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Roderick Hudson



Roderick is unaware of nascent beauty which is lurking inside of him. Things come easy to Roderick. The women in his life smooth the way. They, in turn feel blessed to be in his presence... Roderick is inspired by all things lovely. He sees the world through the lens of the ideal. He feels a lack for something more. Something nameless is missing from his world. Roland sees in Roderick a rare talent which deserves a chance to grow and to develop. Roland has time and resources, and he is restless... Roland wants to do a Great Good. Who could imagine that two splendid souls could collide at just the right moment?--Submitted by Christina Doorrs

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Roderick Hudson.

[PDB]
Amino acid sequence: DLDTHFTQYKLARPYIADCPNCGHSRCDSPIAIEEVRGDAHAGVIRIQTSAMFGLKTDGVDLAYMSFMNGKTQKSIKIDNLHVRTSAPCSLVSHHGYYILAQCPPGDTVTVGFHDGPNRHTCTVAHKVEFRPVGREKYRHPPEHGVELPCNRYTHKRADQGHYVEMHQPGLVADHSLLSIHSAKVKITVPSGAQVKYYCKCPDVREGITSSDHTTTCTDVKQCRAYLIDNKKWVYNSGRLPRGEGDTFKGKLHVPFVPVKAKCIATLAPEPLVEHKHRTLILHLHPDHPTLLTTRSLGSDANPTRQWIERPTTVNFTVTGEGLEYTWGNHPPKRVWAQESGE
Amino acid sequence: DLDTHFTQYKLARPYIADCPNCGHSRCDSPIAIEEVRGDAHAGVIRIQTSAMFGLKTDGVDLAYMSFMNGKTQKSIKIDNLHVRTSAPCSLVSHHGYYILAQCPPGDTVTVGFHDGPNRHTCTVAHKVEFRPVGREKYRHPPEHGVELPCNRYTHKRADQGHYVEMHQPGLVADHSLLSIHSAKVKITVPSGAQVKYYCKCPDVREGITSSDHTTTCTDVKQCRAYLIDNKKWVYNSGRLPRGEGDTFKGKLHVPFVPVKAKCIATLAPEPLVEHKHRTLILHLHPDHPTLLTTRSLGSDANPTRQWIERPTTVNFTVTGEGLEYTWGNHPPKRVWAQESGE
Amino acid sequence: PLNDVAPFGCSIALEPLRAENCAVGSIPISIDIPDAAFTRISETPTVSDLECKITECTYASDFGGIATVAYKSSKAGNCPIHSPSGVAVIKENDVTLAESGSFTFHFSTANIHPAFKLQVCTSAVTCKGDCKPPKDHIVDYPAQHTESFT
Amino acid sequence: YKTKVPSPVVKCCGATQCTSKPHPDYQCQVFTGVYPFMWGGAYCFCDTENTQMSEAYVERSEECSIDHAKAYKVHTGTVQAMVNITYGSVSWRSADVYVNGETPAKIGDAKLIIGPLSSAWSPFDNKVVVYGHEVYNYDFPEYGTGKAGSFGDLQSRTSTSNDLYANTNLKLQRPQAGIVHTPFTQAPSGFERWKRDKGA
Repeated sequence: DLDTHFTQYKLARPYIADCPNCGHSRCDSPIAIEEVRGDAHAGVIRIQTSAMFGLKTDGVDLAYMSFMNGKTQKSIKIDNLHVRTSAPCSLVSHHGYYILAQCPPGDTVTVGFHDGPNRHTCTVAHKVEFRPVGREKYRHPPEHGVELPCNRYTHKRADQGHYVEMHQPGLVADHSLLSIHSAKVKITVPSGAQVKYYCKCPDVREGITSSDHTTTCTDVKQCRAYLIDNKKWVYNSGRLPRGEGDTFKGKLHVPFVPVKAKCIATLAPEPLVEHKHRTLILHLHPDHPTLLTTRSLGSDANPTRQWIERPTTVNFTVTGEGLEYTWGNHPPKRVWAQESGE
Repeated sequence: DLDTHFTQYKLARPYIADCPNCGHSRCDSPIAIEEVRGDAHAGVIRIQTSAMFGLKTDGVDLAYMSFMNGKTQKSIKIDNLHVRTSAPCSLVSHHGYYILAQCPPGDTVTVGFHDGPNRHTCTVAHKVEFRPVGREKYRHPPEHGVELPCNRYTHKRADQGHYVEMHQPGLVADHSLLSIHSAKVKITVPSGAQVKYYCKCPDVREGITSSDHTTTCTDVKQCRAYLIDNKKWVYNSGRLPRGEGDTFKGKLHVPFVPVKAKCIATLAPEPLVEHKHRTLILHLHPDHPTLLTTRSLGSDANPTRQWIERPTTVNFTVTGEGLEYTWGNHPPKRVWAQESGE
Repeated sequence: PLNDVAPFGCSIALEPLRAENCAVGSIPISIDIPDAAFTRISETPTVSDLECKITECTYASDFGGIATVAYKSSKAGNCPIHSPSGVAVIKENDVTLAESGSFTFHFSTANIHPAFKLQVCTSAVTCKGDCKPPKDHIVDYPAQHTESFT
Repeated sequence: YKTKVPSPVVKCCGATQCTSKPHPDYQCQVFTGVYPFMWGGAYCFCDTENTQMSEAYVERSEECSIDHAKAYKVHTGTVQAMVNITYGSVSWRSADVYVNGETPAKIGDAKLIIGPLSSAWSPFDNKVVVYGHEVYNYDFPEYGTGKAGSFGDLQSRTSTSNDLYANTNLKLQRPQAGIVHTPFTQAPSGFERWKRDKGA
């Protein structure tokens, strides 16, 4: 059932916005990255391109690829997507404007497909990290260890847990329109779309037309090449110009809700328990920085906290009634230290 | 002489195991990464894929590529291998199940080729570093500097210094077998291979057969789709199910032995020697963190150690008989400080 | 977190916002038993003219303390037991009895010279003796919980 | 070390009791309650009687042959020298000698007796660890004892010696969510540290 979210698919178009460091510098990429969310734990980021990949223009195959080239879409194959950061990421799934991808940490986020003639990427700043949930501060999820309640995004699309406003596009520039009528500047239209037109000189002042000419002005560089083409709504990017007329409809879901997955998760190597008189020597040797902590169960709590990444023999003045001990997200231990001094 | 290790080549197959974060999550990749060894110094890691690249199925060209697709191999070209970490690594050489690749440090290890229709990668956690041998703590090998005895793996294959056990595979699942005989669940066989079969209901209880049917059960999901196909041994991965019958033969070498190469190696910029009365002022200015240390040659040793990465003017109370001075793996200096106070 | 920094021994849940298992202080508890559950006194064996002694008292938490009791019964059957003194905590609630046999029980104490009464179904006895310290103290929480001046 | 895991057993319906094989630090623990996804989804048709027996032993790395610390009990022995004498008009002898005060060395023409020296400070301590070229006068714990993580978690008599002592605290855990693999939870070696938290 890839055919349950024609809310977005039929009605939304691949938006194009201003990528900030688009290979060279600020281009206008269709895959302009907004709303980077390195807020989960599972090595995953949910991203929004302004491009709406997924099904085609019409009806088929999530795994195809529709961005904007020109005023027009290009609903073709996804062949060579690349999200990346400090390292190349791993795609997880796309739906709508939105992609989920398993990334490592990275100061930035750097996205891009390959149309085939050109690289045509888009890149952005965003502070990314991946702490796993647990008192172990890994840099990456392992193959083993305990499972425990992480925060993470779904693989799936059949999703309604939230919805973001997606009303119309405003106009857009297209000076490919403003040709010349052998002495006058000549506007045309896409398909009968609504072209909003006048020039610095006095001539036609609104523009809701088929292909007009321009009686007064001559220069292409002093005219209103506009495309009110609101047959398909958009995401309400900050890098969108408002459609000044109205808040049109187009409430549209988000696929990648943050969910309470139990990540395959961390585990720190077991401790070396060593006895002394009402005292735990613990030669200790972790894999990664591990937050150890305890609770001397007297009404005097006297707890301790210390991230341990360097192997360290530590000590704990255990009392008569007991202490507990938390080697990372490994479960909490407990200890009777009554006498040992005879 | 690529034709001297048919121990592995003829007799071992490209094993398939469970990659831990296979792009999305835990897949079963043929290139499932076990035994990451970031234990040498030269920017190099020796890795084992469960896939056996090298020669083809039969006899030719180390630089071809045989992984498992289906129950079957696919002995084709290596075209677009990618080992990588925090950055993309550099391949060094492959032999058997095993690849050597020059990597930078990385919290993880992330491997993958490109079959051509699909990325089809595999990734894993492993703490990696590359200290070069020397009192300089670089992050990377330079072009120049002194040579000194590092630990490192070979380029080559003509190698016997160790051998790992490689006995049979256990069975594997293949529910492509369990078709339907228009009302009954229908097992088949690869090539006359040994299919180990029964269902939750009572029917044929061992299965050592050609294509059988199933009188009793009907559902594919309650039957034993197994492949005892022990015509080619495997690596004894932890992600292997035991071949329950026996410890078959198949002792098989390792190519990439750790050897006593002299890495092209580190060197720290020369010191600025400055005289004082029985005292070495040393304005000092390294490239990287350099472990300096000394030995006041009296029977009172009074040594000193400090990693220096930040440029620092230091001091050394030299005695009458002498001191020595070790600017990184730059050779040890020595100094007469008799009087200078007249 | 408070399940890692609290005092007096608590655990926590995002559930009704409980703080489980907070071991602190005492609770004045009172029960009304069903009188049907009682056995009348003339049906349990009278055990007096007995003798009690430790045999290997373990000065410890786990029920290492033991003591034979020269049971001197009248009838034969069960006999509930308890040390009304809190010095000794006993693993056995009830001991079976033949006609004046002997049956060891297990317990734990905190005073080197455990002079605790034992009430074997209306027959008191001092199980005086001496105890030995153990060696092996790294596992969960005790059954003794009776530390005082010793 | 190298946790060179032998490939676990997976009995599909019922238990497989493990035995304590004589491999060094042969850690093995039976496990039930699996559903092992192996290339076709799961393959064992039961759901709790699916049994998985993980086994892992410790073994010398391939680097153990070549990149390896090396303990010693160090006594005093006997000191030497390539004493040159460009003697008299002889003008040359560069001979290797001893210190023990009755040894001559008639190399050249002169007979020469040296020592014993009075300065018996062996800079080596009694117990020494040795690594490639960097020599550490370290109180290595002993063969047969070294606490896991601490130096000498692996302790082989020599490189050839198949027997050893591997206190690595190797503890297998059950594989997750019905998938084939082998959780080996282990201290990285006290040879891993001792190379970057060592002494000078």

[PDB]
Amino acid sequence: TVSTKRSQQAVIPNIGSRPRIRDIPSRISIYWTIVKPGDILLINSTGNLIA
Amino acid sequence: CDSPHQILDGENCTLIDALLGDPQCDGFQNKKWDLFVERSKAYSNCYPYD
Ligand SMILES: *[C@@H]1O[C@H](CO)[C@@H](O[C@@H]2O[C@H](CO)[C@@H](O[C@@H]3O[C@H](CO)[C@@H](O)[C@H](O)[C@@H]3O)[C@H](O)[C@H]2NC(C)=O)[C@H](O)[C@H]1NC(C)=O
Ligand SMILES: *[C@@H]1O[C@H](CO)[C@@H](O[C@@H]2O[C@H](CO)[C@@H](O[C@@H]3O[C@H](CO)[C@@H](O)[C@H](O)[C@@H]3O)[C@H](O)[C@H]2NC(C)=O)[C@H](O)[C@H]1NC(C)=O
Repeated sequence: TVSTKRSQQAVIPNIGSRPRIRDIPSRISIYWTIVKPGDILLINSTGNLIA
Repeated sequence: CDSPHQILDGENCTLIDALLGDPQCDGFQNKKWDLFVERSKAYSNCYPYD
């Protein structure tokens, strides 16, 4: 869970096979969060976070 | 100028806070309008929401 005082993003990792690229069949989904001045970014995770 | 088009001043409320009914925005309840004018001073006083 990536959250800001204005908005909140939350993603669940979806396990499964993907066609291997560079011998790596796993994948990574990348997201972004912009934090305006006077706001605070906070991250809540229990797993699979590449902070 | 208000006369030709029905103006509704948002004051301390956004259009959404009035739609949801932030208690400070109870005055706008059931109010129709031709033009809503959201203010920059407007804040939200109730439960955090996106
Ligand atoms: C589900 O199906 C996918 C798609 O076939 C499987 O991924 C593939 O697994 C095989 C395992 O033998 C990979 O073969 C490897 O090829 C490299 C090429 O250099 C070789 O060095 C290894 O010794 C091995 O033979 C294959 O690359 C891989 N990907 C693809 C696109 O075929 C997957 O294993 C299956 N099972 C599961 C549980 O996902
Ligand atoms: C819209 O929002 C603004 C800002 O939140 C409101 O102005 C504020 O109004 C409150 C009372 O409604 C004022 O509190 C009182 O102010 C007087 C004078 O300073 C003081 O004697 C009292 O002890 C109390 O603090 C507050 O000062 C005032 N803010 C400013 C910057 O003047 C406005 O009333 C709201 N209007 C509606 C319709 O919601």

Henry James, Roderick Hudson Roderick Hudson is James' first novel and gives an initial insight into his acute perception of human psychology, despite by the way, being before Freud. The book is about a young sculptor who is patroned by another young man, the wealthy Rowland Mallet, who invites Roderick to live with him in Italy with the notion that Roderick would become a great artist by living amongst great works of art. Instead, Roderick falls in love with a cynical young American, Christina Light, who has been raised in Europe by her mother with the express idea that her daughter must marry into the best of European aristocracy. There are several main themes within the novel. The first is the notion of helping someone. This is through Rowland Mallet, a sensitive, cultured, refined man, perhaps an alter-ego of James' himself at this age. But unlike James, Mallet has wealth without purpose. Even while appreciating art, Mallet is acutely conscious that he does not have a goal in life; as such, in helping Roderick Hudson achieve the purpose of becoming a great artist, Mallet will achieve something in his own life. And, as always, James is interested in what it means to be an American in contrast to the Old World of Western European culture. The heart of the novel centers on the three characters: Roderick Hudson, Rowland Mallet and Christina Light. There is almost a feel of a love triangle, of a struggle for ascendency over Roderick Hudson between Rowland Mallet and Christina Light. But there are grounds to argue that Rowland is the true antithesis to both Christina Light and Roderick Hudson. How can it be that Rowland is the antithesis to Christina Light and Roderick Hudson given that Rowland is one character while Christina Light and Roderick Hudson are two characters? In many ways, Christina Light and Roderick Hudson share so many of the same flaws and charisma that they seem mere gender counterpoints to the same idea. While Christina Light is not an artist in the sense of Roderick Hudson, she is a consummate production of the self, an artist in the creation of a self-drama. And in essence, this is what attracts Roderick Hudson so fatally to her. They are both individuals each driven by their own capricious moods, a selfish and self-absorbed streak and a distinct knack for telling the uncomfortable truth. Yet, for all that, they are both highly intelligent and charming and much admired by others. As Christina and Roderick are naturals at creating a drama, Rowland is the consummate spectator. So, while our attention is immediately drawn to Christina and Roderick's physical beauty and energy when on their entrance into the story, we are given a rather bland, boring assessment of Rowland upon our first meeting with him. Yet, what matters in this introduction is his niceness, his conscientiousness, and the gradual drawing into his extraordinarily close observation of life. It is because Rowland behaves properly that the question of intruding in another life is one morally rife. In the sentimental novels that were popular in James' period it is assumed in a matter of fact breeziness that it is right for the wealthy to help the worthy poor. However, what is not considered is that such patronage involves leaving one's domestic circle, a sudden rift within the family (the one being patronised suddenly has access to a different level of privileges and opportunities than the rest of the family), as well as a complicated relationship between the patron and the patronised. Rowland's defense of his sudden patronship to his cousin Cecilia contains mixed motivations, having to do with a genuine love of art but also his own desire for more meaning in his life. What is one to make of a decidedly odd situation where a man is responsible for the moral well-being of another man, for Roderick Hudson has been spoiled by his mother and is unused to bearing with the outcome of his actions. But at one remove, Rowland is an astute observer of people and personalities partly through being not glamorous. Most crucially, in drawing the attention away from physical characteristics to the point of ridiculing their physical being, James is able to delve into inner lives and to make them shine forth.

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